An additional point of consideration is the requirement to maintain copyright line in many licenses. If the contributor adds a copyright line, you need to store it somewhere. It is unclear what happens if the contributor does not specify a copyright line whatsoever. It would be preferable to leave copyright lines in the project root, so that users of your project do not have to search the source files to comply with the license when searching for a binary. Alternatively, your CLA can specify that you require contributors to agree that the copyright line "(c) xxx and contributors, xxxx" is sufficient, or that they waive the requirement to retain the copyright line.

I have just became aware that there are certain licenses that specify an inbound license. This should be a viable option as well. Such an example is the BSD-3-Clause-LBNL license, which states the following:

You are under no obligation whatsoever to provide any bug fixes, patches, or upgrades to the features, functionality or performance of the source code ("Enhancements") to anyone; however, if you choose to make your Enhancements available either publicly, or directly to Lawrence Berkeley National Laboratory, without imposing a separate written license agreement for such Enhancements, then you hereby grant the following license: a non-exclusive, royalty-free perpetual license to install, use, modify, prepare derivative works, incorporate into other computer software, distribute, and sublicense such Enhancements or derivative works thereof, in binary and source code form.

This effectively asks for a public domain dedication from contributors. Of course, you should change the reference to "Lawrence Berkeley National Laboratory" to something more sensible to your project.

  • "it would be courteous to put a thank you in a comment next to the line" -- no, please don't, that is not what comments are for, and imagine doing this for many contributions, ruining the readability of the codebase. Git already handles this with git blame. Commented Jan 28, 2021 at 21:57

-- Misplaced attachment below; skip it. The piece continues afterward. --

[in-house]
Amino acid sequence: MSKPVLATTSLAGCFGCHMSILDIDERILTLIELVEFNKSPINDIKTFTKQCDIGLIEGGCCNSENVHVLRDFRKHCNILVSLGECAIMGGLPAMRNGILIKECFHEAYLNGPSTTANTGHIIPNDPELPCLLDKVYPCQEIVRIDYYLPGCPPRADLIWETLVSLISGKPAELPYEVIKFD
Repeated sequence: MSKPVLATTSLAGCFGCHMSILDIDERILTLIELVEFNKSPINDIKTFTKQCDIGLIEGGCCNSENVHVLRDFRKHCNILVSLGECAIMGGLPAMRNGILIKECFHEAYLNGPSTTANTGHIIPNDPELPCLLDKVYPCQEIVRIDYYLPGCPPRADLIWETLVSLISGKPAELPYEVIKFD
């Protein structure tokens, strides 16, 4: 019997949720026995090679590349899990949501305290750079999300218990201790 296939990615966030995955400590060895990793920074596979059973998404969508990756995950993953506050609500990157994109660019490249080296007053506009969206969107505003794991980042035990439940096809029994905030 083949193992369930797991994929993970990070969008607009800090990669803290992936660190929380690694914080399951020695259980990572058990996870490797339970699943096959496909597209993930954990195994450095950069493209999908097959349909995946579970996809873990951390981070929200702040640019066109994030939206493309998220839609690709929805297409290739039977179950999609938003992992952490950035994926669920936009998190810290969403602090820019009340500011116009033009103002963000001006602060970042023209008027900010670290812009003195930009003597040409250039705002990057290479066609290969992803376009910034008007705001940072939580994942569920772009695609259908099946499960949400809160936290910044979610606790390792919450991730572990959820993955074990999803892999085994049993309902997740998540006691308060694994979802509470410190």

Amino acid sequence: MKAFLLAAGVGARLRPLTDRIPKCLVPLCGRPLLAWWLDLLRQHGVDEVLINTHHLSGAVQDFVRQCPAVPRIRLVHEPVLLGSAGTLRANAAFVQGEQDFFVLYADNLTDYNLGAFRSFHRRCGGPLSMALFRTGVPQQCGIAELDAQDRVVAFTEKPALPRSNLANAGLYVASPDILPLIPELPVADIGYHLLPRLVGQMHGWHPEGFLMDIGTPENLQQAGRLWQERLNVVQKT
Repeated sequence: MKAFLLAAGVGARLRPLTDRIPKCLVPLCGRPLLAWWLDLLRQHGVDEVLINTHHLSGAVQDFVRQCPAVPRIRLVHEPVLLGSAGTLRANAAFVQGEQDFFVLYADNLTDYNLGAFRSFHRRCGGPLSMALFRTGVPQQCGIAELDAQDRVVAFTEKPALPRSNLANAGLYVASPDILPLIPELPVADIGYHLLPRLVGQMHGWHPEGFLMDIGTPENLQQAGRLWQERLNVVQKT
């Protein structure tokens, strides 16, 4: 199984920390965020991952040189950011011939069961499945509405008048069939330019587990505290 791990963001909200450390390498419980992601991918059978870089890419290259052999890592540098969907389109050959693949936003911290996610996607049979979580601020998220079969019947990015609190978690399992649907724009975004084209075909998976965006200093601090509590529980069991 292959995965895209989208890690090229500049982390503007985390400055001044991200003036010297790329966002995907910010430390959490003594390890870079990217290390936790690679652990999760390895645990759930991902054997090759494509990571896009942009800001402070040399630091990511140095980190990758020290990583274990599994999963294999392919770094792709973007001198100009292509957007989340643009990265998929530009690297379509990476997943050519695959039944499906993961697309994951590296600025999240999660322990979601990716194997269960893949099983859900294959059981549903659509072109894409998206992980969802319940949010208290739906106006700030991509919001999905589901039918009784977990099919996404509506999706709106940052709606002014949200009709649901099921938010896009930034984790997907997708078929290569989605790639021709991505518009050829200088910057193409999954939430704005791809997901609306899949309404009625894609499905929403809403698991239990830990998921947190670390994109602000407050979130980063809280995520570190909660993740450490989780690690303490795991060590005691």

• 1
    Changed the example to leaving the credit in the git commit message instead. For Apache-licensed projects I guess you could also use the NOTICE file to keep the attribution downstream.
    – Max Xiong
    Commented Jan 28, 2021 at 22:07

This depends how your repository is run...

In some repositories the person submitting a fix (or even large features) is implicitly or explicitly transferring the copyright of the code the the repository owner - Typically this would be in the contributing guidelines or pull request template.

In other cases the copyright is held collectively by all the contributors to the project with something like Copyright The MyAwsomeProject Contributors, 2020. and then the repository owner/administrators/senior collaborators decide the licensing, hopefully with consultation with all active developers.

As a side note, some projects include a separate authors list as a kind of acknowledgement of contributions, independent of legal copyright.

In my experience there's a general understanding that contributing code to open source projects is assigning the open source project the rights to the code, although if there's any doubt, just ask your contributor to state in the pull request that he's assigning the copyright to your or your project, as you see fit.

  • Thanks. But what if they refuse to sign anything or simply ignore any further communication I make? Am I now prevented from making this change to my code?
    – kitfox
    Commented May 25, 2020 at 6:22

Your Answer

By clicking “Post Your Answer”, you agree to our terms of service and acknowledge you have read our privacy policy.

Not the answer you're looking for? Browse other questions tagged or ask your own question.